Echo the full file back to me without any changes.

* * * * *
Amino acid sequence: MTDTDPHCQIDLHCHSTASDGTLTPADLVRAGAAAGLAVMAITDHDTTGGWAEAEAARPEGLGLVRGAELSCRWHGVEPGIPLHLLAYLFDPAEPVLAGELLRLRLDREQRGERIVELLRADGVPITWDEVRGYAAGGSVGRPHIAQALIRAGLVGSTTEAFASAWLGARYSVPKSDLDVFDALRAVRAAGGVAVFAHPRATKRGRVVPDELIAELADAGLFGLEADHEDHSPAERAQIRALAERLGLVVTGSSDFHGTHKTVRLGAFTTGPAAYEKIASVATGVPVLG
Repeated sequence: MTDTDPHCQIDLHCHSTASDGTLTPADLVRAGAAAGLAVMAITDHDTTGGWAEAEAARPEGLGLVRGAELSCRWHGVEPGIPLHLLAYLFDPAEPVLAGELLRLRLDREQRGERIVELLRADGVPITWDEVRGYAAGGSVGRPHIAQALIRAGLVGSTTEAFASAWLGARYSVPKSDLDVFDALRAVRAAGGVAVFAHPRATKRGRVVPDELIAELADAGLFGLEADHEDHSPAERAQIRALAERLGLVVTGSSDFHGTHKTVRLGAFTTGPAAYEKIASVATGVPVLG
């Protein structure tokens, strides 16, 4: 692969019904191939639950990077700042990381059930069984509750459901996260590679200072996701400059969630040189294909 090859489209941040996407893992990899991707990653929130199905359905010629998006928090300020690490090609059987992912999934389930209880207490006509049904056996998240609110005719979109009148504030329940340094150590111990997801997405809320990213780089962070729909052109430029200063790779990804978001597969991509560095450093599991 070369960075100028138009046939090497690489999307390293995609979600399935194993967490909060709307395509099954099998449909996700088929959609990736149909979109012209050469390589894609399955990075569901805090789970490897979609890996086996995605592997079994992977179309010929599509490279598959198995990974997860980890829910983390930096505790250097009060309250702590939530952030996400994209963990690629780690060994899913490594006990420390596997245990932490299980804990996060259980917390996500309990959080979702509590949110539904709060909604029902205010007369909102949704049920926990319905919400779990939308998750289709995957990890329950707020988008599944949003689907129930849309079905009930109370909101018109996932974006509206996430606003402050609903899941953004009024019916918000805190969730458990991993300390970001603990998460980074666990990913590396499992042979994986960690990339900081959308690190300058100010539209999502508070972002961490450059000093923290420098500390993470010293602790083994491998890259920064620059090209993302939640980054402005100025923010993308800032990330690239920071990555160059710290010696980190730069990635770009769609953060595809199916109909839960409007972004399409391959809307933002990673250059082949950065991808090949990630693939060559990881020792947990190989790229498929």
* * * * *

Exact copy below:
Amino acid sequence: MTDTDPHCQIDLHCHSTASDGTLTPADLVRAGAAAGLAVMAITDHDTTGGWAEAEAARPEGLGLVRGAELSCRWHGVEPGIPLHLLAYLFDPAEPVLAGELLRLRLDREQRGERIVELLRADGVPITWDEVRGYAAGGSVGRPHIAQALIRAGLVGSTTEAFASAWLGARYSVPKSDLDVFDALRAVRAAGGVAVFAHPRATKRGRVVPDELIAELADAGLFGLEADHEDHSPAERAQIRALAERLGLVVTGSSDFHGTHKTVRLGAFTTGPAAYEKIASVATGVPVLG
Repeated sequence: MTDTDPHCQIDLHCHSTASDGTLTPADLVRAGAAAGLAVMAITDHDTTGGWAEAEAARPEGLGLVRGAELSCRWHGVEPGIPLHLLAYLFDPAEPVLAGELLRLRLDREQRGERIVELLRADGVPITWDEVRGYAAGGSVGRPHIAQALIRAGLVGSTTEAFASAWLGARYSVPKSDLDVFDALRAVRAAGGVAVFAHPRATKRGRVVPDELIAELADAGLFGLEADHEDHSPAERAQIRALAERLGLVVTGSSDFHGTHKTVRLGAFTTGPAAYEKIASVATGVPVLG
């Protein structure tokens, strides 16, 4: 692969019904191939639950990077700042990381059930069984509750459901996260590679200072996701400059969630040189294909 090859489209941040996407893992990899991707990653929130199905359905010629998006928090300020690490090609059987992912999934389930209880207490006509049904056996998240609110005719979109009148504030329940340094150590111990997801997405809320990213780089962070729909052109430029200063790779990804978001597969991509560095450093599991 070369960075100028138009046939090497690489999307390293995609979600399935194993967490909060709307395509099954099998449909996700088929959609990736149909979109012209050469390589894609399955990075569901805090789970490897979609890996086996995605592997079994992977179309010929599509490279598959198995990974997860980890829910983390930096505790250097009060309250702590939530952030996400994209963990690629780690060994899913490594006990420390596997245990932490299980804990996060259980917390996500309990959080979702509590949110539904709060909604029902205010007369909102949704049920926990319905919400779990939308998750289709995957990890329950707020988008599944949003689907129930849309079905009930109370909101018109996932974006509206996430606003402050609903899941953004009024019916918000805190969730458990991993300390970001603990998460980074666990990913590396499992042979994986960690990339900081959308690190300058100010539209999502508070972002961490450059000093923290420098500390993470010293602790083994491998890259920064620059090209993302939640980054402005100025923010993308800032990330690239920071990555160059710290010696980190730069990635770009769609953060595809199916109909839960409007972004399409391959809307933002990673250059082949950065991808090949990630693939060559990881020792947990190989790229498929």